Here’s Why I’m Not on Social Media

by | Jul 20, 2020 | 3 comments

I was twenty when I decided to make my debut. No, I wasn’t cool enough to be on Facebook, much less Instagram. Back then, it was Google+, the preferred platform for most of my friends. I started cautiously adding friends, waiting until they added me back to add more. I wanted to make sure I had as many followers as people I was following. Then I got the courage to make my first post. It was a little inspirational quote I made up. I remember that rush of dopamine when the first “likes” (or +1s, as they were called on G+) started coming in. It felt like I had accomplished something. I started to think about ways I could get more friends and things I could come up with that would make an interesting post. I thought about it a lot.

There wasn’t anything wrong with the content I was posting. Much of it was mini write-ups about specific areas of the Christian life—a kind of precursor to my Think Truth writing, really. Occasionally there would be the collection of photos from a recent trip. I didn’t post anything silly or superficial, at least that I can remember. Most of my friends likewise kept their content to things that were interesting and serious. It was social media as responsible as it comes. There was even a music community I started that featured some lively, in-depth discussions. 

Those were the days. I can’t hide my nostalgia. I was sad to see activity on Google+ slowly fade out, eventually dying completely when Google terminated the platform. At a time of particular personal crisis, I thought about joining Instagram. A lot of my friends seemed to be moving there—Google+ had become totally uncool—and I didn’t want to miss out on the action. Plus, my life was lonely, and I was bored. So I started an account and slowly built up a friend list. But what was I going to post? I’m not a photographer or an artist. I’m a writer and Instagram is heavily visual. I scratched my head, trying to come up with some cool idea that could make a good post. Suddenly, I was stopped in my tracks. Hey Drew, what are you trying to do? Why are you so desperate to come up with something to post? If I was honest, it was because I wanted affirmation and public recognition. I wasn’t motivated by having something to share. So I deactivated my account.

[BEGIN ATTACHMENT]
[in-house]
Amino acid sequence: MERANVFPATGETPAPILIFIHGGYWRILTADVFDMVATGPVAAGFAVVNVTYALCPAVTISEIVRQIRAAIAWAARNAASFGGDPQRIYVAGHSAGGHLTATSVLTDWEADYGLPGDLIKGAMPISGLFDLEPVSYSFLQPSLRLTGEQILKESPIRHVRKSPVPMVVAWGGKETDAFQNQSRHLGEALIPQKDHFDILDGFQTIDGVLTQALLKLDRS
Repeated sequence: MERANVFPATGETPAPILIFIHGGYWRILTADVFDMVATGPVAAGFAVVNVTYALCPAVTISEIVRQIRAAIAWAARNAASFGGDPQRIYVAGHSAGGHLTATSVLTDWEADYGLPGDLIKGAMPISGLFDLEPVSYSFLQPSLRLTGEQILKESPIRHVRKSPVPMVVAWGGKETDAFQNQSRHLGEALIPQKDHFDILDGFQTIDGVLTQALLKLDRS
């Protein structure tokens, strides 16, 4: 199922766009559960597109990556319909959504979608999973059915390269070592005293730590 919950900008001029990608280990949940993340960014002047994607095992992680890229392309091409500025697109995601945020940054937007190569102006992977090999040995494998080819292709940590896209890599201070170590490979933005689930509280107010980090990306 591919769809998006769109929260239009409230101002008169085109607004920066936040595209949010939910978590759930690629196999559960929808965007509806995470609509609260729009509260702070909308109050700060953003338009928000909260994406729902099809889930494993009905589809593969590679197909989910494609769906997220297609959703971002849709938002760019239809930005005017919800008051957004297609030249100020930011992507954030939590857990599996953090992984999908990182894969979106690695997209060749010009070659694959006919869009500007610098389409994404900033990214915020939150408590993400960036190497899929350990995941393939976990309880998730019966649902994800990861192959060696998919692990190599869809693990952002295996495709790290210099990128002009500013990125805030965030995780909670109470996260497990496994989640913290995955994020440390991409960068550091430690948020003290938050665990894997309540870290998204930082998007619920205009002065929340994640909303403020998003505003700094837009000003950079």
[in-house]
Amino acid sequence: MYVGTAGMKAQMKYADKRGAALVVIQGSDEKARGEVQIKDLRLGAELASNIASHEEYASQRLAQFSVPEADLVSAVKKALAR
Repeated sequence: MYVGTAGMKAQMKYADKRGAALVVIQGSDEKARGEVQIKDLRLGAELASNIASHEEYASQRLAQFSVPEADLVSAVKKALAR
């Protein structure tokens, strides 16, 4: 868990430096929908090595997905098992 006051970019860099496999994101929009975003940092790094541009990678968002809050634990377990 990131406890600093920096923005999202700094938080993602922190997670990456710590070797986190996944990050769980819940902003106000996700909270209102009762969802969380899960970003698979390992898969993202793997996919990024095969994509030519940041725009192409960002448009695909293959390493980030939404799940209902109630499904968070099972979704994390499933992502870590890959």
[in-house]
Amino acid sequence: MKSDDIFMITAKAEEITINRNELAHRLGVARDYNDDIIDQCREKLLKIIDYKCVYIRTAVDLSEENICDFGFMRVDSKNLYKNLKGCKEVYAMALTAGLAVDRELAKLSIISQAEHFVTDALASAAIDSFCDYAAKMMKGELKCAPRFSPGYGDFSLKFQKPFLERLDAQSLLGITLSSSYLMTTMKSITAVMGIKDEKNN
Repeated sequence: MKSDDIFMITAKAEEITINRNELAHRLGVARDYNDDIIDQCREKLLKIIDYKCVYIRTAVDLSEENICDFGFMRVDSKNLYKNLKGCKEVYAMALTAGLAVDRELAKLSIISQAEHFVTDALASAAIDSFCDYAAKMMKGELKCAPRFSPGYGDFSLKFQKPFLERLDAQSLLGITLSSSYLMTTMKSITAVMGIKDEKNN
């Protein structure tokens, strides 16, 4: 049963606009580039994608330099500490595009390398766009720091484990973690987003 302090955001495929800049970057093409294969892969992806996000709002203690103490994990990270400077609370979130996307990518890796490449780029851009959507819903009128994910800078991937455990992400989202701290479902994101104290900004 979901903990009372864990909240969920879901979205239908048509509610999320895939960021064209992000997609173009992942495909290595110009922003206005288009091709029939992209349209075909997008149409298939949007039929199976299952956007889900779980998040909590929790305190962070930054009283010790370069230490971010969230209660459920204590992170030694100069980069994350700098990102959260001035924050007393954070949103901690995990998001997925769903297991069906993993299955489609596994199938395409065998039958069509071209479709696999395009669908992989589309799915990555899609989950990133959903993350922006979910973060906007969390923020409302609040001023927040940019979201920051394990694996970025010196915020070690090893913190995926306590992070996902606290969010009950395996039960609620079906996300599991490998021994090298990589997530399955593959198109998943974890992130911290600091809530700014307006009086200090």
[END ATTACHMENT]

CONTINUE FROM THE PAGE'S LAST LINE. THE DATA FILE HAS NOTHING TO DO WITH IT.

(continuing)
That was around three years ago. There were a few times I was tempted to try Instagram again, but nothing ever came of it. So I’ve found a way to cope with life without social media for a few years now (unless the occasional WhatsApp status counts). I seem to have survived, somehow. I still think about it a lot, though. The years I was active on Google+ certainly changed me; understanding their true significance is complicated. I also notice how social media is influencing other young people around me, so I think about that too, naturally. 

Here’s the thing. Social media offers big promises of connection. You can see what your friends are doing, share highlights from your own life, and stay in touch with hundreds of friends, many of whom you wouldn’t have time to keep up with if you had to meet in person. For me, it seemed like an enlarged world. Suddenly, there were dozens of people I hardly knew who were keeping up with my posts. I remember this cool, confident dude who I had never met before walking up to me at a large meeting. “Hey! You’re the guy that writes all that stuff on Google+! Great to meet you!” It was probably only a big deal to me because I was young and dumb. But it was thrilling, all the same. Sometimes it was a tad awkward. Hey, that’s the girl that +1s all my stuff. Am I supposed to act like I know her? It’s hilarious now. But at the time, it was all too real.